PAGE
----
A worthy addition to what is arguably the best ongoing fantasy series accessible to older children.
Joseph Delaney's The Wardstone Chronicles are a series of books that have maintained the very highest standard for nearly a decade. 2010 sees the publication of The Spook's Nightmare, the seventh instalment, and it is a worthy addition to what is arguably the best ongoing fantasy series accessible to older children.
The Spook, Tom and Alice return from Greece to find the County under siege - and the Spook's home is burnt to the ground. With his precious library of knowledge destroyed, they seek refuge on the nearby island of Mona. But with Mona in the thrall of a twisted Shaman there is little respite from hostility or denizens of the dark. And as Alice dodges the ever-tightening net of the island's witch hunters, a more deadly enemy emerges...
Bony Lizzie, freshly-escaped from the Spook's bonds, has grand ambitions: to take for herself the throne of isle. She has harnessed the services of a tunnel-dwelling buggane, an evil creature which thrives on stealing the animas, or life force, from its unsuspecting victims. With the buggane as her secret weapon can she become an all-powerful Witch Queen?
I am a fan of The Wardstone Chronicles and am quite happy to admit it. I just wish it had been around when I was nine year's old! The books have many admirable qualities, most of which have been covered in the previous six reviews, and I would like to take a look at the two things that have really made the series special for me.
Firstly, there is the relationship between the Spook and Tom. The reason I like it is due to its mirroring of a real-life father-son relationship (even though they are unrelated). When a child is young, as Tom still was when he first went into apprenticeship with the Spook, the father is a larger-than-life figure, positively Herculean with the ability to do anything and someone who can always be relied upon to keep you safe. Sadly, as child and parent age, the illusion slowly wavers and gradually disperses as the father's fallibilities are exposed and the child realises that, like themselves, the parent has many of the strengths and weaknesses that they themselves possess. And then, as the child becomes an adult, the final stage is entered where the younger begins to worry and frets about the elder – this is the stage that the Spook's series has now reached and it has been deftly handled. As the once-unbeatable Spook is bested three times is succession Tom realises that this master is not the man he once was and amidst the concern Tom comes to understand that the Spook's days of fighting the dark are coming to and end. It will be soon be time for the apprentice to become master…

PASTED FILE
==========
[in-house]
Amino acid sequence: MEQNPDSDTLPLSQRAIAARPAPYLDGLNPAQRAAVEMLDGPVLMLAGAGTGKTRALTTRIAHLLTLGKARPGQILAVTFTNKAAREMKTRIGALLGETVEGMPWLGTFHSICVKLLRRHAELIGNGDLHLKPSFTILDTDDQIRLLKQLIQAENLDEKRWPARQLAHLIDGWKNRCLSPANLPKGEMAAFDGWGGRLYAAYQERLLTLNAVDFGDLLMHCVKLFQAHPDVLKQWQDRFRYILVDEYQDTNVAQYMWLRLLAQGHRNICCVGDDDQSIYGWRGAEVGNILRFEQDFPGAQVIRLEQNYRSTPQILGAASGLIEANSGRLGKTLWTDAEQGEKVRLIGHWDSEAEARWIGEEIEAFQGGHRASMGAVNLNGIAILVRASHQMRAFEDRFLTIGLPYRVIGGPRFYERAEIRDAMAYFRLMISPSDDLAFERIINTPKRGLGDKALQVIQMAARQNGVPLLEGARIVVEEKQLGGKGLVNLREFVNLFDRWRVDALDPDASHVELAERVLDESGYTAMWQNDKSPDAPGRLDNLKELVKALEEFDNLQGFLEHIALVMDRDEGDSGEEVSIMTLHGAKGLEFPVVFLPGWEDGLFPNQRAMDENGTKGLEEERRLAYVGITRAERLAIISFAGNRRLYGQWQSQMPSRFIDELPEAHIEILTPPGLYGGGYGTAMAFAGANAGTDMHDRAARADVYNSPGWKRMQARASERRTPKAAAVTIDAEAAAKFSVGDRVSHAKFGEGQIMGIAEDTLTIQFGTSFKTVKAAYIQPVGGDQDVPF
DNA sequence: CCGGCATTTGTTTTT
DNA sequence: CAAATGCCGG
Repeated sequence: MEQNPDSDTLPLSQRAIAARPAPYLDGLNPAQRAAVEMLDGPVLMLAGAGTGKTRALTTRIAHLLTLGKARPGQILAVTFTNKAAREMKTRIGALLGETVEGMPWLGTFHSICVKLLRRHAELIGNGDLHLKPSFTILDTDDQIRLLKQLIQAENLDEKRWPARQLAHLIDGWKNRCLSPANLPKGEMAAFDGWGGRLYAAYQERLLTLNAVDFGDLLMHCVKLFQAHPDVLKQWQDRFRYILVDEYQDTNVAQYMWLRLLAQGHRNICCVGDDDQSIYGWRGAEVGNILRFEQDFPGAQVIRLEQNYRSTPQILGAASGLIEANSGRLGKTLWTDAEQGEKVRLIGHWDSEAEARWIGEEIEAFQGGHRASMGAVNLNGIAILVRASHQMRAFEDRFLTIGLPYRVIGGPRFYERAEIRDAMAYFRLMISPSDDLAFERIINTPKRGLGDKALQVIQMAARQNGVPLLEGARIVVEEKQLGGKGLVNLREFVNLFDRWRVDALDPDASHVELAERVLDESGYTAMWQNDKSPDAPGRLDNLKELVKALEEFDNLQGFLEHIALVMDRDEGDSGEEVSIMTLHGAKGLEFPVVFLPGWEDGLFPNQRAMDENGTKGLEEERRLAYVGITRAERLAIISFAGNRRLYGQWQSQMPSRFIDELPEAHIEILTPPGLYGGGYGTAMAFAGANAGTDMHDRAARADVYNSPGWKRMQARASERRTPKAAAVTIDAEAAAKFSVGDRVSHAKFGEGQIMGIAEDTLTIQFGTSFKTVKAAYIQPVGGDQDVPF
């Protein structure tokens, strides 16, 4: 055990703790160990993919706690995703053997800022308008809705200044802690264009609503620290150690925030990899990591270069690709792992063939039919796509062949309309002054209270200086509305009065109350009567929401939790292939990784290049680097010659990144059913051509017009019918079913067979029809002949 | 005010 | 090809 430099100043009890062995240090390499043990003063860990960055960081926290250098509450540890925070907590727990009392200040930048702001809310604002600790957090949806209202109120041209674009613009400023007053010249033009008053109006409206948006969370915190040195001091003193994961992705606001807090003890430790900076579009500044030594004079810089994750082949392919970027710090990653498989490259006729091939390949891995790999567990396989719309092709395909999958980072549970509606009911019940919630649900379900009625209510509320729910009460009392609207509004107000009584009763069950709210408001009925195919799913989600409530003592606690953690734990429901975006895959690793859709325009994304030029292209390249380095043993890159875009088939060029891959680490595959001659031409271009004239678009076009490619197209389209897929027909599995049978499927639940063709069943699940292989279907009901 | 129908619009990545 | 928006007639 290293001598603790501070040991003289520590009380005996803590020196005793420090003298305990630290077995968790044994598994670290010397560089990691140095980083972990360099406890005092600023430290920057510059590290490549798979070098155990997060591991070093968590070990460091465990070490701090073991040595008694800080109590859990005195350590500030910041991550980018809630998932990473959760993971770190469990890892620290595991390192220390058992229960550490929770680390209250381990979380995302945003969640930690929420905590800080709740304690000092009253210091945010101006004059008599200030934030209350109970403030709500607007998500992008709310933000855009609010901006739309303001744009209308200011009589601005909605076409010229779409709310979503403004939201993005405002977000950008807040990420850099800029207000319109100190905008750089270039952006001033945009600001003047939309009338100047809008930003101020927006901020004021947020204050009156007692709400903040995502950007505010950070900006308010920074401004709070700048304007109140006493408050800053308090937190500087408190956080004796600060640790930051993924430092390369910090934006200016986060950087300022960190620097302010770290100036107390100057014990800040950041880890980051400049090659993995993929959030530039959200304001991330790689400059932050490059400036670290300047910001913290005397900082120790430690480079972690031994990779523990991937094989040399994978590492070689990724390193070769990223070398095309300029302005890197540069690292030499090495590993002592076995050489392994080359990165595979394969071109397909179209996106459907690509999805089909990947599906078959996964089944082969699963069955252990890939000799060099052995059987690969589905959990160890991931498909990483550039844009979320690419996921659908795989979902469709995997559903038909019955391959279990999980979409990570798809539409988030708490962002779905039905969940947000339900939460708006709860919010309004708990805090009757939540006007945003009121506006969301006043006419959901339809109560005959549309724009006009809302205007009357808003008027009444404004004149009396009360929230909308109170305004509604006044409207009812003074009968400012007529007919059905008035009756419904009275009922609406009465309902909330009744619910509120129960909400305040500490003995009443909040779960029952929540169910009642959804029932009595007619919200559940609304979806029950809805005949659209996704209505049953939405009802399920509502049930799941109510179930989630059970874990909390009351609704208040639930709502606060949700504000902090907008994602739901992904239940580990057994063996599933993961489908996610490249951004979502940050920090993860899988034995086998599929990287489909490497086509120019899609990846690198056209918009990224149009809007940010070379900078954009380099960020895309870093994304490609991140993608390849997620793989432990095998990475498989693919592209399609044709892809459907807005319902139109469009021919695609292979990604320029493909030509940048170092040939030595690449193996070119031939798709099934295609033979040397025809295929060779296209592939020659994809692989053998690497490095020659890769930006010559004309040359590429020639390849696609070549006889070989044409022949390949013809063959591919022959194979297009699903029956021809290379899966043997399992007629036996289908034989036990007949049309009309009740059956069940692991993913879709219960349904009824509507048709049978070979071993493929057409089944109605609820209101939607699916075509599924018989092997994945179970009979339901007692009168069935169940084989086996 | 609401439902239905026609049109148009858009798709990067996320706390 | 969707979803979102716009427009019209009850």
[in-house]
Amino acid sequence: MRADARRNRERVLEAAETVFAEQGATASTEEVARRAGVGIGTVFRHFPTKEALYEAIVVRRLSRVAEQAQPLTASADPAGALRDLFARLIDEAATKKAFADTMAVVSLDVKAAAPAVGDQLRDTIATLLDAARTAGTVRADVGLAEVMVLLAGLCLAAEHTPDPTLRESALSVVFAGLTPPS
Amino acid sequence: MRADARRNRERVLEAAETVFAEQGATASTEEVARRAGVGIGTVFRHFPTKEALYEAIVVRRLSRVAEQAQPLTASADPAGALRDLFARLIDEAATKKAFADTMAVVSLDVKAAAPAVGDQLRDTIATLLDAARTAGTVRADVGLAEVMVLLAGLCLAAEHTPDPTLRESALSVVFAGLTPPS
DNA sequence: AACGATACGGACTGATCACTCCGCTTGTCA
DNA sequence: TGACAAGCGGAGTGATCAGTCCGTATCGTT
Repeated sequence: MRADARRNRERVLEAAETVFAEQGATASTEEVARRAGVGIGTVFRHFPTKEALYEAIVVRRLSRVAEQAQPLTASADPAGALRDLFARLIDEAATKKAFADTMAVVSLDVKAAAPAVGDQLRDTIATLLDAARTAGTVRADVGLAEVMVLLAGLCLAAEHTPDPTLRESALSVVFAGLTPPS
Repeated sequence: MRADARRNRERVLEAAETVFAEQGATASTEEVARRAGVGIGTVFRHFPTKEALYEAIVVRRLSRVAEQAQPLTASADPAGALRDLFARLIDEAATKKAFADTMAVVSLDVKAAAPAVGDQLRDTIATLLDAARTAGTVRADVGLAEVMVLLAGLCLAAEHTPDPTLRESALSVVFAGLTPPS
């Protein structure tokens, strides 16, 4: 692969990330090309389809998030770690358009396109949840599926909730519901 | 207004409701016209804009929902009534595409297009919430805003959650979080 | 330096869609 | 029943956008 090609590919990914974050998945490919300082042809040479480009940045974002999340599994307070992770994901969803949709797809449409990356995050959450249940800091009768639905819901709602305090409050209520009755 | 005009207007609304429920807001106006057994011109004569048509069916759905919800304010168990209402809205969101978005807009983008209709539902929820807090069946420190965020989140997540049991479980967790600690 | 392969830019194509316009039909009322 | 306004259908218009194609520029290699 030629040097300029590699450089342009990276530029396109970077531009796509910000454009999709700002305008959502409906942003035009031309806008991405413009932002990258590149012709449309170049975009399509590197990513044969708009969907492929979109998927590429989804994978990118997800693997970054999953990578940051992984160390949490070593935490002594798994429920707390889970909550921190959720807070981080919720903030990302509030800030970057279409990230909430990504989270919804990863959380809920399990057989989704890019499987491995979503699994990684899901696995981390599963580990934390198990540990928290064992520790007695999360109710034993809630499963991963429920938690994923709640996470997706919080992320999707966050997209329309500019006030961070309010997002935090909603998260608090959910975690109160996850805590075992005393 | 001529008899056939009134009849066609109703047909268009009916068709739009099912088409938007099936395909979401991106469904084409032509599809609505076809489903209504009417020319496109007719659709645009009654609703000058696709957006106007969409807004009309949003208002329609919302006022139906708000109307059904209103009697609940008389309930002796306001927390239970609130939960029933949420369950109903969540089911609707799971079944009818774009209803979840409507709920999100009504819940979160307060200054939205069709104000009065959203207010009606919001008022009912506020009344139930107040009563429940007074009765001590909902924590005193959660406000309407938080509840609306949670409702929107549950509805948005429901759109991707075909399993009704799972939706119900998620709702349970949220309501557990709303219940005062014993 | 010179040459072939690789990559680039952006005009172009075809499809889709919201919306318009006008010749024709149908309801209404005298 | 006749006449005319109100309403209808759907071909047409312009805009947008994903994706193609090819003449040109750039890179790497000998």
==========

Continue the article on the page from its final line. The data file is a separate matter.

Secondly, there is the Spook's house in Chipenden. JRR Tolkien gave us Bag-end, JK Rowling gave us Hogwarts and Joseph Delaney has given us the Spook's house in Chipenden. The thing that makes these places special is that the reader does not just want to read about them, they want to live within them. The comfort, warmth and security offered by the house, plus of course that fact that is being protected by a friendly boggart, made it a dream location and that is why, in The Spook's Nightmare, it was a very brave decision of author's to burn it to the ground, thereby confining his characters to a nomadic life full of danger without the comfort of knowing that the house in Chipenden is always there waiting for them. Many will be very upset at the demise of the house but hopefully they will soon find a place every bit as special, a real haven from the dark.
So where is the series going? Well, for me, I think that the time is soon coming where the Spook hangs up his cloak and staff to enjoy a happy and well-deserved retirement. I would like to see Tom become Spook, set up another house just like Chipenden and then take on an apprentice all of his own - he may even marry Alice...
Events do seem to be coming to a head and it will be interesting to see what Joseph Delaney has in store for his fans. The Spook's Nightmare is another excellent addition to the series. Highly recommended.
Joseph Delaney is a retired English teacher living in Lancashire. He has three children and seven grandchildren and is a wonderful public speaker available for conference, library and bookshop events. His home is in the middle of Boggart territory and his village has a boggart called the Hall Knocker, which was laid to rest under the step of a house near the church. Most of the places in the Spook's books are based on real places in Lancashire. And the inspiration behind the stories often comes from local ghost stories and legends.
Review by Floresiensis
2 positive reader review(s) for The Spook's Nightmare
The Wardstone Chronicles began in 2004 with the publication of The Spook's Apprentice. In 2008 the fifth book in the series, The Spook's Mistake, was released to further complement a series that is without doubt the b [...]
Bread from UK
It was a great book, but it lacks romance. I really want to see Tom and Alice walk together side by side to the sunset or romantic things, I'm still waiting.
Joe from Wales
One word, MAGNIFICENT!!!!!!!!!!!!!!!!!!
8.9/10 from 3 reviews